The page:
How One Actor Became a Hero After 9/11

'There was a feeling in the air that we all need to come together, we all need to help each other,' said Steve Buscemi

by Zachary Leeman | Updated 14 Sep 2017 at 12:23 PM

You probably know Steve Buscemi as a character actor from films such “Billy Madison” or “The Big Lebowski.” You may even know him from his lead role in five seasons of the HBO drama “Boardwalk Empire.”

You likely don’t know him, however, as a former firefighter for the FDNY’s Engine Company 55 in Little Italy. Before he became a professional actor, Buscemi served as a firefighter for four years, from 1980 to 1984.

Though it's not a job such a successful filmmaker like Buscemi would likely ever go back to, on the day after Sept. 11, 2001, he returned to his old company to suit up and help in rescue and recovery efforts following the collapse of the Twin Towers.

Buscemi reportedly worked 12-hour shifts every day for a week, digging through the rubble and carnage along with his fellow firefighters. He helped to find missing people and bodies and refused to take photographs or give press interviews.

It wasn't until later that people discovered what Buscemi had done. The actor has remained humble about his efforts.

"I was down at the site and I was trying to help out there any way I could with my old company, Engine 55."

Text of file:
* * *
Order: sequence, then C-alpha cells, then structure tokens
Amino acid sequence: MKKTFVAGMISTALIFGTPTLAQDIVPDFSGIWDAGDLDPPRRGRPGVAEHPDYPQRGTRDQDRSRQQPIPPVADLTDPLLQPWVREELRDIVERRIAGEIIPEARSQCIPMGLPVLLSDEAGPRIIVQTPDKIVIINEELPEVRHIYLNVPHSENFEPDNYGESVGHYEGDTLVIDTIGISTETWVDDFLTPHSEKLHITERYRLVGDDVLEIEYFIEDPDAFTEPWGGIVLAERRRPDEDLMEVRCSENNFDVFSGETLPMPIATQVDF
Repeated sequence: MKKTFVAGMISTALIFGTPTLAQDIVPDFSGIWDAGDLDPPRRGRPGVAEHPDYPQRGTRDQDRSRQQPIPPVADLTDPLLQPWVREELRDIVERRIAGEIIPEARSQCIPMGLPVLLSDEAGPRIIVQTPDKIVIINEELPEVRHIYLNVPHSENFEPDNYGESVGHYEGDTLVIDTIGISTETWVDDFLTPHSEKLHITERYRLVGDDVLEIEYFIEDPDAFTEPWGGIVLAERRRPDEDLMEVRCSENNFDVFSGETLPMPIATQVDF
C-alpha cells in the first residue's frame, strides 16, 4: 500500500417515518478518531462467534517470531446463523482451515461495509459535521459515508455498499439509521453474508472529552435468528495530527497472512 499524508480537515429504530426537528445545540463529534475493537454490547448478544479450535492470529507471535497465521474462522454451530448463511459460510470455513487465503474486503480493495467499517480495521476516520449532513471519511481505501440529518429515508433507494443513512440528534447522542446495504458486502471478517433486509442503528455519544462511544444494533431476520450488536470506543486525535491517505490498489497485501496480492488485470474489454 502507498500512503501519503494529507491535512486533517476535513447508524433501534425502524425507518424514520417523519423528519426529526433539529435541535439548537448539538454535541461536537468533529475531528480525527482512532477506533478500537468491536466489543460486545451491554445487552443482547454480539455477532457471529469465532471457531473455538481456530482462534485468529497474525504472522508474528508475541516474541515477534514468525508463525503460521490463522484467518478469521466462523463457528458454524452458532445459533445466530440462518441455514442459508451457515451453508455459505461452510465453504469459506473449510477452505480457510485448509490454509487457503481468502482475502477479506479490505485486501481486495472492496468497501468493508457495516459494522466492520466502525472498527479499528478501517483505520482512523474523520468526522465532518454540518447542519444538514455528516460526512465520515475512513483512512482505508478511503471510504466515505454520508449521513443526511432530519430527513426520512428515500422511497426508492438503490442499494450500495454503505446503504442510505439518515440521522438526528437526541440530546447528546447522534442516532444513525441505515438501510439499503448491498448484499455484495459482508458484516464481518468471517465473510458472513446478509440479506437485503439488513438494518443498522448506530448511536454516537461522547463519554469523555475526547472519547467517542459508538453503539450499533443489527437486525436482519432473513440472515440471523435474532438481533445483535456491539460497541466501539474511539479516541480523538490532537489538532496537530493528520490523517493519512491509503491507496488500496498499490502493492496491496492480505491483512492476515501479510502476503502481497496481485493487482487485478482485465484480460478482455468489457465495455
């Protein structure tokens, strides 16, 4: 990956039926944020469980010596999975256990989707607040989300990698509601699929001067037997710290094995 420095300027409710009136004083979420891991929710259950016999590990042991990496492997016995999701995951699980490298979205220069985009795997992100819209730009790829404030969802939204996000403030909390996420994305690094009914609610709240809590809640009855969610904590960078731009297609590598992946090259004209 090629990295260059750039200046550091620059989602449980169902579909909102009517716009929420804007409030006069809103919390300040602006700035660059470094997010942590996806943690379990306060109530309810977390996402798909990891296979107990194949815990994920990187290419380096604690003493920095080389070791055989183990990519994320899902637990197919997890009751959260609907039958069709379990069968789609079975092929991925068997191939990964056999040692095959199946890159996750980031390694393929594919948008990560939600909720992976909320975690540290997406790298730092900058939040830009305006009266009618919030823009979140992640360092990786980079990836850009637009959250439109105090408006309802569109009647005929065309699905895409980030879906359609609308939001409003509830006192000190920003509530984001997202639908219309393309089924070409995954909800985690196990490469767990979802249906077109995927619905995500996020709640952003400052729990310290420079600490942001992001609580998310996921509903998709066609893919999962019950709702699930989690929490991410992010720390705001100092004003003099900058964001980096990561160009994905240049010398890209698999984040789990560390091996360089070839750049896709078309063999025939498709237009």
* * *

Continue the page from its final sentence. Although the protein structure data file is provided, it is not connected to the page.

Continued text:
"I wouldn't say I helped with rescue efforts. I was down at the site and I was just trying to help out there any way that I could with my old company, Engine 55. But that was an incredible ... event where you saw all of humanity there and you just saw all of New York come together," Buscemi told The Street in a 2015 interview.

He continued, "As tragic as it was, there was a feeling in the air that we all need to come together and we all need to help each other."

Buscemi has continued to stay involved in his old profession by helping firefighters through the Friends of Firefighters foundation.

"It was started by Nancy Carbone right after 9/11," Buscemi told The Street. "They supply wellness and mental health support to firefighters, active and retired, and to their families."

Related: This New Movie About 9/11 Is Dividing Audiences

The 59-year-old actor added, "Firefighters are great at helping other people, [but] they're sometimes shy about asking for help for themselves if they need it."

In an interview with Salon about his days serving as a firefighter, Buscemi revealed it was a job he enjoyed and one he would still have today if he did not feel the burning desire to be an artist.

"I liked the job — the guys I worked with and the nature of the work. I think I would have been happy doing it if I hadn't had a greater passion for acting."

To learn more about Friends of Firefighters, click here.

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